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The European Union’s Neoliberal Dilemma

Posted by hkarner - 6. Oktober 2017

Date: 05-10-2017
Source: The Wall Street Journal By Simon Nixon

The free flow of capital and people seemed to deliver only winners until the economic crisis revealed competition’s downside in many countries

Those who say the European Union is a neoliberal plot are, of course, largely right. Any single market that allows free movement of capital and people by its very nature pits country against country, region against region and town against town in a competition to attract investment and productive people. The rewards flow to those that offer the best business environment, high-quality infrastructure and the right mix of skills. Those that get it wrong face stagnation or decline.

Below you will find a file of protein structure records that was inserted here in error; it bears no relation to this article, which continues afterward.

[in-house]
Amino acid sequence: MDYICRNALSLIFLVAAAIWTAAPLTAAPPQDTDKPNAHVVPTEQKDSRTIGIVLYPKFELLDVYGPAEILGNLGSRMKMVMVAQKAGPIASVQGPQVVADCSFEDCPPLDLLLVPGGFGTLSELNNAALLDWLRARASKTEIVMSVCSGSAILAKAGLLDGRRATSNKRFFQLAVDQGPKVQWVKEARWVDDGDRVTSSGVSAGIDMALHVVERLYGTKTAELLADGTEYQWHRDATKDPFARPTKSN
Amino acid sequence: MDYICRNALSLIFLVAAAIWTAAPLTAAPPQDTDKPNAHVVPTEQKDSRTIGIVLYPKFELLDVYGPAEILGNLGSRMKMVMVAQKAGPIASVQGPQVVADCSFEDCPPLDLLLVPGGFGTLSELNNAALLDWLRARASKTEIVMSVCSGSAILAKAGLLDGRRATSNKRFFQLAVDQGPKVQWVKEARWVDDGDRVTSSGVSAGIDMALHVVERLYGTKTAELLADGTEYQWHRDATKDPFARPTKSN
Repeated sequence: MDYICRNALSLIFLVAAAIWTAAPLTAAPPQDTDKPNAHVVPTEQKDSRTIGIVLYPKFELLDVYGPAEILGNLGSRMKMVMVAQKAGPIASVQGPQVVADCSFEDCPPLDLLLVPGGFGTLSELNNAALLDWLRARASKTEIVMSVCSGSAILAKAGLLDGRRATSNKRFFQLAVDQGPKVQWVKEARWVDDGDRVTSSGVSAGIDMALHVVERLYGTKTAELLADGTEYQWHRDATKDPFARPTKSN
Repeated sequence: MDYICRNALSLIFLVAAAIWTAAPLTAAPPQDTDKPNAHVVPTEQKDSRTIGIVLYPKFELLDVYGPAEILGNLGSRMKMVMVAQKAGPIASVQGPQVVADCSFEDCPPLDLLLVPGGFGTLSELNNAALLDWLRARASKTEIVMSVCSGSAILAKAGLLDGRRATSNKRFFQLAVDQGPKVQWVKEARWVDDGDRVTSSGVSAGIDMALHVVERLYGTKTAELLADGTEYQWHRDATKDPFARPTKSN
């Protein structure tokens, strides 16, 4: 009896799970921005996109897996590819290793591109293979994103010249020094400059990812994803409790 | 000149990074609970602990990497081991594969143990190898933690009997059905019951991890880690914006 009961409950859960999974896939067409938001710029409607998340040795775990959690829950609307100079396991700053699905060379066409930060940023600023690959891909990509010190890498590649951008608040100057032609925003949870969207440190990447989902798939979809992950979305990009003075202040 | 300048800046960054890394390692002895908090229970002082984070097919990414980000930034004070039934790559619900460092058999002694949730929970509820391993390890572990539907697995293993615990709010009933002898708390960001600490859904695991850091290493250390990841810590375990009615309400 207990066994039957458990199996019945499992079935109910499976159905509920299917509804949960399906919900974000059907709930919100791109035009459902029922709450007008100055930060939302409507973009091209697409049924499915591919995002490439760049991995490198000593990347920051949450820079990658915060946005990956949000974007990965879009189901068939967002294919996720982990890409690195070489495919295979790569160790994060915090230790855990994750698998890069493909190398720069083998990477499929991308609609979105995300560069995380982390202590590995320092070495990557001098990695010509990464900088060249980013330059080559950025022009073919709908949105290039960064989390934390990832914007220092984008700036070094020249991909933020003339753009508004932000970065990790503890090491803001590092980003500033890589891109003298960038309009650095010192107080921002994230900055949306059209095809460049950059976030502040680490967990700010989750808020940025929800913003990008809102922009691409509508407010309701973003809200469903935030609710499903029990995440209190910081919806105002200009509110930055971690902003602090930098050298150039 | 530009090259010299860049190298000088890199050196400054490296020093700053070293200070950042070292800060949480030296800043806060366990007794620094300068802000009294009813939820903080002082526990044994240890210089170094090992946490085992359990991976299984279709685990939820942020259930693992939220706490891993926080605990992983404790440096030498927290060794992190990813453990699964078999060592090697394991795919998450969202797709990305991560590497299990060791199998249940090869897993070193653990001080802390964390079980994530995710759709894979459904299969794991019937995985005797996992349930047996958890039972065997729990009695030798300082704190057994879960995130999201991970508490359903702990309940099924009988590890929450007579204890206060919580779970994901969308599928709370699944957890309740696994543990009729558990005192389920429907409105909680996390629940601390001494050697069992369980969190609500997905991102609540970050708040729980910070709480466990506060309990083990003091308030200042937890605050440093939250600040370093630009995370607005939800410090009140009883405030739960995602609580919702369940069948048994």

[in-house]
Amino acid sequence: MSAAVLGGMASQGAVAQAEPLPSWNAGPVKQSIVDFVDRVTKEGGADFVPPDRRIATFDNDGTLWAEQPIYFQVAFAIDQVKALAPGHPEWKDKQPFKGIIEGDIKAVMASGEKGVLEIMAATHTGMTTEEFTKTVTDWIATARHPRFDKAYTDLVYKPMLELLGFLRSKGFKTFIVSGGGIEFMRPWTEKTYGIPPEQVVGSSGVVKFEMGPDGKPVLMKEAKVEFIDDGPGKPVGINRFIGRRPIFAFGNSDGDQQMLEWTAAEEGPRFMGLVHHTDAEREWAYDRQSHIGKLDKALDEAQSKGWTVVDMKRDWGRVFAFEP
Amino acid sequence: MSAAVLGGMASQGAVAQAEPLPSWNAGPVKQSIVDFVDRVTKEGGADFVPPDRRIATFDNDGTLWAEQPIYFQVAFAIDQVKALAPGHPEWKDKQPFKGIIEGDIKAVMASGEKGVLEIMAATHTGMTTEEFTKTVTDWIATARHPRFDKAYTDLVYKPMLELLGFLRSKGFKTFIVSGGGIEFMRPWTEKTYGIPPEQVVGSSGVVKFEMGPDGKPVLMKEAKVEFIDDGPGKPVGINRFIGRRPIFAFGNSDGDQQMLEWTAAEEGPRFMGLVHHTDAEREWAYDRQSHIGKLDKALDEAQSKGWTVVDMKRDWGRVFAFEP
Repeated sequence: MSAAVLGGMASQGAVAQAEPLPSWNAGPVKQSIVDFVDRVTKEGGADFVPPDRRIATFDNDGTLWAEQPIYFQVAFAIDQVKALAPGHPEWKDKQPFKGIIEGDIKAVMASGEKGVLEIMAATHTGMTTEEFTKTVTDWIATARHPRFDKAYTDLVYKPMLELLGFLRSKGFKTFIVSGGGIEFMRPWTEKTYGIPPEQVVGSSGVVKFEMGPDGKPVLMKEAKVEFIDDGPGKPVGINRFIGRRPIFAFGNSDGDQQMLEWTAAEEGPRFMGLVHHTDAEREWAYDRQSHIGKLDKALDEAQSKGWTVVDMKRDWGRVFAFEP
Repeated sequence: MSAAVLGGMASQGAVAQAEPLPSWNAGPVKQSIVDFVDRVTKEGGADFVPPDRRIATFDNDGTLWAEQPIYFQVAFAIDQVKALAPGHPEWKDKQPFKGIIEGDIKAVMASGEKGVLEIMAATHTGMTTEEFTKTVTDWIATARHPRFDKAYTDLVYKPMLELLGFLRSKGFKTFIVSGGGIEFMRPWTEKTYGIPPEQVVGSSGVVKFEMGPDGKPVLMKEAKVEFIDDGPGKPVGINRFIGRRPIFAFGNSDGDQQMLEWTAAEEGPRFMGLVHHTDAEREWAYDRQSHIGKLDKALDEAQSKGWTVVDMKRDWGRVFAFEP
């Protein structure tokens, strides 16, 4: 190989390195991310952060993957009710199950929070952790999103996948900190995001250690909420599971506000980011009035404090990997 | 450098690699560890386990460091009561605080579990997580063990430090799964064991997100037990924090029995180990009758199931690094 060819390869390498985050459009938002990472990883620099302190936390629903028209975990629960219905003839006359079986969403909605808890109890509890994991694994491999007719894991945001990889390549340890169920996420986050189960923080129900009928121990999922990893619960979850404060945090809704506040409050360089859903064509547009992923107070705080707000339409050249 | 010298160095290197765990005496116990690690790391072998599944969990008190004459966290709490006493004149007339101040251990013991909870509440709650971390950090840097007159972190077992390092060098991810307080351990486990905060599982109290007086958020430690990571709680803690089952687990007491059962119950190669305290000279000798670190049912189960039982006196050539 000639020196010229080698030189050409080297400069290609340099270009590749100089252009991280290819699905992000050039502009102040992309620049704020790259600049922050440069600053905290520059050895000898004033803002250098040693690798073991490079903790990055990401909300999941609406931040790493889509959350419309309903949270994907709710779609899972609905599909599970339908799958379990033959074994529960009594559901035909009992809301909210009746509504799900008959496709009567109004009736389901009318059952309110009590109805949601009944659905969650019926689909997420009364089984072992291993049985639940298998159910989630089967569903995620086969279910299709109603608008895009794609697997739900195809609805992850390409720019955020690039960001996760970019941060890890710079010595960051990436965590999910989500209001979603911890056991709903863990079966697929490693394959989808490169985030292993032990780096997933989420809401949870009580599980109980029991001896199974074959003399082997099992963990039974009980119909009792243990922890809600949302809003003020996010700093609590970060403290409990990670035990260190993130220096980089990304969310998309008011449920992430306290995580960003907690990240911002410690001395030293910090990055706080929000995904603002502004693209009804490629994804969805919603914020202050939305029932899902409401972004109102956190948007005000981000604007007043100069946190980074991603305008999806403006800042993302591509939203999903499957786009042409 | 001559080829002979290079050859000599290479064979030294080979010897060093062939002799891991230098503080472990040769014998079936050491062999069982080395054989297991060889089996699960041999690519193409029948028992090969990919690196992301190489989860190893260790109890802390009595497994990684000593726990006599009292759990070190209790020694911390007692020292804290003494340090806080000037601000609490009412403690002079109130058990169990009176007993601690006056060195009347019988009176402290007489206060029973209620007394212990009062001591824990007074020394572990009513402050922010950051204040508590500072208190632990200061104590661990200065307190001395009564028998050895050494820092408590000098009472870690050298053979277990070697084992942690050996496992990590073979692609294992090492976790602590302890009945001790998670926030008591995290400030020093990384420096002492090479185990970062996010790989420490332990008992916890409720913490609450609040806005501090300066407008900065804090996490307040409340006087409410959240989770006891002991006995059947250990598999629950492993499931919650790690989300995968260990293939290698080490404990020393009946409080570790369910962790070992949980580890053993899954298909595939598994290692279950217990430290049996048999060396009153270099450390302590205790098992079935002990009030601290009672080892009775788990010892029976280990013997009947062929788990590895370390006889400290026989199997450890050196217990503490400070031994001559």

Until the global financial crisis, the EU’s free movement of capital and people appeared to deliver only winners. Countries in Northern and Western Europe that had plenty of capital benefited from the flow of people to plug gaps in their growing job markets, boosting growth and living standards. And countries in Eastern Europe that had large pools of low-wage workers benefited from the free movement of capital as companies looked to outsource manufacturing. Meanwhile, those countries, primarily in Southern Europe, that weren’t particularly attractive to people or corporate capital were at least able to tap booming financial markets to finance lavish government spending. The result was rising and converging living standards across the EU. Den Rest des Beitrags lesen »

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Manias, panics and Initial Coin Offerings

Posted by hkarner - 6. Oktober 2017

Date: 05-10-2017